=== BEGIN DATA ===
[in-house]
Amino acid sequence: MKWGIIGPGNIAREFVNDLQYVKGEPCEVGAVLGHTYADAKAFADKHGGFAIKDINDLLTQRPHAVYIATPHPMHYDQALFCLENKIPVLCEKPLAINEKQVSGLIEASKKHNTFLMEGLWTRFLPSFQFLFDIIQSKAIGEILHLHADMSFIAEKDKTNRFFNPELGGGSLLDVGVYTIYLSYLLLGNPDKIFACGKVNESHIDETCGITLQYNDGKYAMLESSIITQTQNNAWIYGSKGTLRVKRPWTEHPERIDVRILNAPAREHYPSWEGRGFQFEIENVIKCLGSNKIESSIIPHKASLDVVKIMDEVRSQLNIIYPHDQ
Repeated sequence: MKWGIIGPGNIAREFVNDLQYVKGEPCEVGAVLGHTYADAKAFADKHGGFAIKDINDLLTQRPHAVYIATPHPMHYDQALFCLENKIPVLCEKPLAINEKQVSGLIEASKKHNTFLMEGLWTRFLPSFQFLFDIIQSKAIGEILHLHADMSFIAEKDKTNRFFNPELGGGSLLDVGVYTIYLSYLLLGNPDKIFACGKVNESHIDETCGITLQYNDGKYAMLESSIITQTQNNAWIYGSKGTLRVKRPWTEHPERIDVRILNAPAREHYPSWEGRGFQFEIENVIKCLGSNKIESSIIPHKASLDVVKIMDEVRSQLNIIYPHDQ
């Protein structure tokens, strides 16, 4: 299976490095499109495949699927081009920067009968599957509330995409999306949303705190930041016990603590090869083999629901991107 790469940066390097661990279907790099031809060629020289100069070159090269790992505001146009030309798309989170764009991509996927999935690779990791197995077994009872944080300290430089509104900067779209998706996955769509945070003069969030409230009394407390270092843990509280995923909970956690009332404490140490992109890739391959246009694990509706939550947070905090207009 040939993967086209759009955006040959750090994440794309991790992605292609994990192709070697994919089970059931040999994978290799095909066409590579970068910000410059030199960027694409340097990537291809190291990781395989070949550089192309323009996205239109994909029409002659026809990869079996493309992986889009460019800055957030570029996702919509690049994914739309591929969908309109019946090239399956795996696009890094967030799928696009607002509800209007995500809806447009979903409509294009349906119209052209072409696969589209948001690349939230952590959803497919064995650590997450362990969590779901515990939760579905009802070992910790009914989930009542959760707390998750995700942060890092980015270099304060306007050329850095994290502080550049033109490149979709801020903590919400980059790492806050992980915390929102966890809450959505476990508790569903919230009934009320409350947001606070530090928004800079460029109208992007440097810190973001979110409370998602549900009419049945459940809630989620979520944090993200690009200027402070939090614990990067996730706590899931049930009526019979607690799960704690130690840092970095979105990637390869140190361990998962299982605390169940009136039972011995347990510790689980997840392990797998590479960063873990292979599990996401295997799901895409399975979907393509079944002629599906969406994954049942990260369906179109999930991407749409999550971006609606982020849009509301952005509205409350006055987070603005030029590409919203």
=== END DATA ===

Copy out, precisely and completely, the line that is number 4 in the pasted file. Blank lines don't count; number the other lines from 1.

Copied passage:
């Protein structure tokens, strides 16, 4: 299976490095499109495949699927081009920067009968599957509330995409999306949303705190930041016990603590090869083999629901991107 790469940066390097661990279907790099031809060629020289100069070159090269790992505001146009030309798309989170764009991509996927999935690779990791197995077994009872944080300290430089509104900067779209998706996955769509945070003069969030409230009394407390270092843990509280995923909970956690009332404490140490992109890739391959246009694990509706939550947070905090207009 040939993967086209759009955006040959750090994440794309991790992605292609994990192709070697994919089970059931040999994978290799095909066409590579970068910000410059030199960027694409340097990537291809190291990781395989070949550089192309323009996205239109994909029409002659026809990869079996493309992986889009460019800055957030570029996702919509690049994914739309591929969908309109019946090239399956795996696009890094967030799928696009607002509800209007995500809806447009979903409509294009349906119209052209072409696969589209948001690349939230952590959803497919064995650590997450362990969590779901515990939760579905009802070992910790009914989930009542959760707390998750995700942060890092980015270099304060306007050329850095994290502080550049033109490149979709801020903590919400980059790492806050992980915390929102966890809450959505476990508790569903919230009934009320409350947001606070530090928004800079460029109208992007440097810190973001979110409370998602549900009419049945459940809630989620979520944090993200690009200027402070939090614990990067996730706590899931049930009526019979607690799960704690130690840092970095979105990637390869140190361990998962299982605390169940009136039972011995347990510790689980997840392990797998590479960063873990292979599990996401295997799901895409399975979907393509079944002629599906969406994954049942990260369906179109999930991407749409999550971006609606982020849009509301952005509205409350006055987070603005030029590409919203």